• Mouse kidney was obtained fresh, and quick-frozen on dry ice. Thereafter, the frozen kidney was smashed with a hammer into small tissue fragments, typically of about from 3 cubic millimeters (mm[0194] 3) to about 0.1 mm3. Alternatively, fresh kidney was sectioned to about 3-0.1 mm3 fragments, and used directly.
  • One hundred milligrams (mg) of frozen kidney tissue fragments or fresh, unfrozen tissue were weighed out directly into a 2.0 ml screw-capped microcentrifuge tube having substantially parallel walls of diameter 8 mm available from PGC Industries. A polypropylene sphere of 7 mm diameter available from Engineering Laboratories, Inc., N.Y., N.Y., and 1.0 ml of Cell Resuspension Solution containing 1% (w/v) sodium dodecyl sulfate (SDS) were added to the tissue fragments, and the resulting mixture was subjected to oscillatory mechanical energy in the oscillation apparatus described herein in the amount of about 100 Hz producing about 300×g for 30 seconds to form a solution of disrupted cell components, including released DNA. [0195]
  • Kidney tissue is considered a “medium soft” tissue and when treated in this manner can be readily disrupted by the above conditions to release their DNA for further isolation. DNA can also be prepared in this manner from heart, muscle, immature plant tissue such as fruit, sprouts, young leaves, gram negative or gram positive bacteria, and like medium soft materials as described herein. [0196]
  • The resulting solution containing released DNA is then isolated in pure form from the other released cellular components by conventional DNA isolation methods. Exemplary are the two methods described herein using adsorption to silica particles described in Example 6, or using an enzymatic method as described in Example 7. [0197]
  • 4. Release of DNA from Intact Mouse Skin Tissue [0198]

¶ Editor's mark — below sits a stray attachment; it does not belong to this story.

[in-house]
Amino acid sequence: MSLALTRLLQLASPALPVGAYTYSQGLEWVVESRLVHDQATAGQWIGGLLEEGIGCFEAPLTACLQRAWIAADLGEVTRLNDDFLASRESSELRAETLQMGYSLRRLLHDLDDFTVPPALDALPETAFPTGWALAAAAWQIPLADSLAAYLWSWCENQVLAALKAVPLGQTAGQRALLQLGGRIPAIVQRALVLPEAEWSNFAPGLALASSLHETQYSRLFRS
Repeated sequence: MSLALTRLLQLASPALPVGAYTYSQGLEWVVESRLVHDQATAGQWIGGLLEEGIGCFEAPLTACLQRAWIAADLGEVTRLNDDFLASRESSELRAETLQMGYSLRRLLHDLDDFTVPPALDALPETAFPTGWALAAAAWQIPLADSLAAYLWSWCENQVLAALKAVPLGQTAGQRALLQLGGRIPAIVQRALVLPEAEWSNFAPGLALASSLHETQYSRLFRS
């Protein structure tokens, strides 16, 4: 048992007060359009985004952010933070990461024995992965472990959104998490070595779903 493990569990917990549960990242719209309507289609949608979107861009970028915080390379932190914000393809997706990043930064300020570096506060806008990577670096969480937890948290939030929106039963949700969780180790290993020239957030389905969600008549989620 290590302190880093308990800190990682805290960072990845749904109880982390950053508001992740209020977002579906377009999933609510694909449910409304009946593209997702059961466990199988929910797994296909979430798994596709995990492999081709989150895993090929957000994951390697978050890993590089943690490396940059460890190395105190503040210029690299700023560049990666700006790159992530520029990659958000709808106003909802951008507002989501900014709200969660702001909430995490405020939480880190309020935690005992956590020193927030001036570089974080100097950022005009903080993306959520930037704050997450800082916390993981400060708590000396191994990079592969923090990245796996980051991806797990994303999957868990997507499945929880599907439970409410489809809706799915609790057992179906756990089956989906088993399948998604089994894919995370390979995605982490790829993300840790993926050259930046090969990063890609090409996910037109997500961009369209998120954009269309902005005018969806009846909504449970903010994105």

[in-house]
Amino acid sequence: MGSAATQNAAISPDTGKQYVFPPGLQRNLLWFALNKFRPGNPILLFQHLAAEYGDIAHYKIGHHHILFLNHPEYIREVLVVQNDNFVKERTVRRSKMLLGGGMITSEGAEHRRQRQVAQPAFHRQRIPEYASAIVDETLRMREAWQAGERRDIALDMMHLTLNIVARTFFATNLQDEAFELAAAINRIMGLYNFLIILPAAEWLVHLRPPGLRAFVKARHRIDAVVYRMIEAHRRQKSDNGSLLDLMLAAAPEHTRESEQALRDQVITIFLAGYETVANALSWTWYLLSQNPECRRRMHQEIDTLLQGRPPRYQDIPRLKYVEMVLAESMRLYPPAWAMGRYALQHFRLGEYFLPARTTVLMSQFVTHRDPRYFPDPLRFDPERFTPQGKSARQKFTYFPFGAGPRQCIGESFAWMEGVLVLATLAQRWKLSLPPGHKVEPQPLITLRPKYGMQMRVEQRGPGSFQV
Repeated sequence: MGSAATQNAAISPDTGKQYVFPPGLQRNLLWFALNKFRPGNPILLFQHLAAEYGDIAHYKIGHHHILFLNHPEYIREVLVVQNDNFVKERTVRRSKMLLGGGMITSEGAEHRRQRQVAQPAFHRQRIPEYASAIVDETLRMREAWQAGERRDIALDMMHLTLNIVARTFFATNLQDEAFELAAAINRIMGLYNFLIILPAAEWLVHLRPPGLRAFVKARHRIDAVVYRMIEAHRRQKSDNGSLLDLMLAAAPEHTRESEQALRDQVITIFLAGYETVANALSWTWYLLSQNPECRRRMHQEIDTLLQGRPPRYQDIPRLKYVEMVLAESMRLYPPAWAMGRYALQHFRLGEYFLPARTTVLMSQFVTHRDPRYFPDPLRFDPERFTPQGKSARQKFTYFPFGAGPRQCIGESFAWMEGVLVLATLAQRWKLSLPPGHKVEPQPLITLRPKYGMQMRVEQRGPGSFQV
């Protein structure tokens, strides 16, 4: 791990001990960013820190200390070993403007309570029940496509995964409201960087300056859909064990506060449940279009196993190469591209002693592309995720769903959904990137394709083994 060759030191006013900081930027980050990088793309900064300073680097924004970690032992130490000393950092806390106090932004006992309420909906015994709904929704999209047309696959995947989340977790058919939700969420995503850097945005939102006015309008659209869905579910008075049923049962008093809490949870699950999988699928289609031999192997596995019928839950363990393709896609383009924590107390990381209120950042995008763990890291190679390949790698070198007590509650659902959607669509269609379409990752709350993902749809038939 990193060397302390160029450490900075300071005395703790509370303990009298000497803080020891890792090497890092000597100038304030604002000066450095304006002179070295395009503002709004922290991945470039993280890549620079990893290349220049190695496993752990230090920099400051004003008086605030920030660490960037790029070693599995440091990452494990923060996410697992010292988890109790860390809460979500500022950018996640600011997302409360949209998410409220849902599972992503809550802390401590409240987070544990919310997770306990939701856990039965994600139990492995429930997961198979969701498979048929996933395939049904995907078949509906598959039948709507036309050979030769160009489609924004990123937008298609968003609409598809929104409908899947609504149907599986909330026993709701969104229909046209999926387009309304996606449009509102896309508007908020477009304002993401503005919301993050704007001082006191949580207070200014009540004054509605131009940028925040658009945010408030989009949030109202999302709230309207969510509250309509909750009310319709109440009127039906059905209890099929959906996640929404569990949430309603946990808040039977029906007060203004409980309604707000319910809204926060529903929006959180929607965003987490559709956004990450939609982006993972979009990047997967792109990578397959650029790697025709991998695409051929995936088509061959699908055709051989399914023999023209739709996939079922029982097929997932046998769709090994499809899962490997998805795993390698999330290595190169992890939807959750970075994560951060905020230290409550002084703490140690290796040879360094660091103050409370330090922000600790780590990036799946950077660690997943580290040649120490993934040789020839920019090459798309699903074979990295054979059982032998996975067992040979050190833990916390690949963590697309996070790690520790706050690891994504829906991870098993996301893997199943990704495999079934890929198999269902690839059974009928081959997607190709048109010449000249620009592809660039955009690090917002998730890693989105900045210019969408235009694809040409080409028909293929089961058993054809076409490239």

• Mouse skin was obtained fresh, and quick-frozen on dry ice. Thereafter, the frozen skin was smashed with a hammer into small tissue fragments, typically of about from 3 cubic millimeters (mm[0199] 3) to about 0.1 mm3.
  • One hundred milligrams (mg) of frozen skin tissue fragments or fresh, unfrozen tissue were weighed out directly into a 2.0 ml screw-capped microcentrifuge tube having substantially parallel walls of diameter 8 mm available from PGC Industries. A ceramic sphere of 7 mm diameter available from Specialty Ball Co., Rocky Hill, Conn., and 1.0 ml of Cell Resuspension Solution containing 1% (w/v) sodium dodecyl sulfate (SDS) were added to the tissue fragments, and the resulting mixture was subjected to oscillatory mechanical energy in the oscillation apparatus described herein in the amount of about 100 Hz producing about 300×g for 30 seconds to form a solution of disrupted cell components, including released DNA. [0200]
  • Skin tissue is considered a “medium hard” tissue and when treated in this manner can be readily disrupted by the above conditions to release their DNA for further isolation. DNA can also be prepared in this manner from cartilage, soft bone, yeast cells, mature plant tissue such as mature leaves, tubers, legumes, chitinous tissues including whole insects, and like medium hard materials as described herein. [0201]
  • The resulting solution containing released DNA is then isolated in pure form from the other released cellular components by conventional DNA isolation methods. Exemplary are the two methods described herein using adsorption to silica particles described in Example 6, or using an enzymatic method as described in Example 7. [0202]
  • 5. Release of DNA from Intact Plant Seeds [0203]
  • Seeds were obtained fresh from wheat and quick-frozen on dry ice. Thereafter, the frozen seeds were smashed with a hammer into small tissue fragments, typically of about from 3 cubic millimeters (mm[0204] 3) to about 0.1 mm3.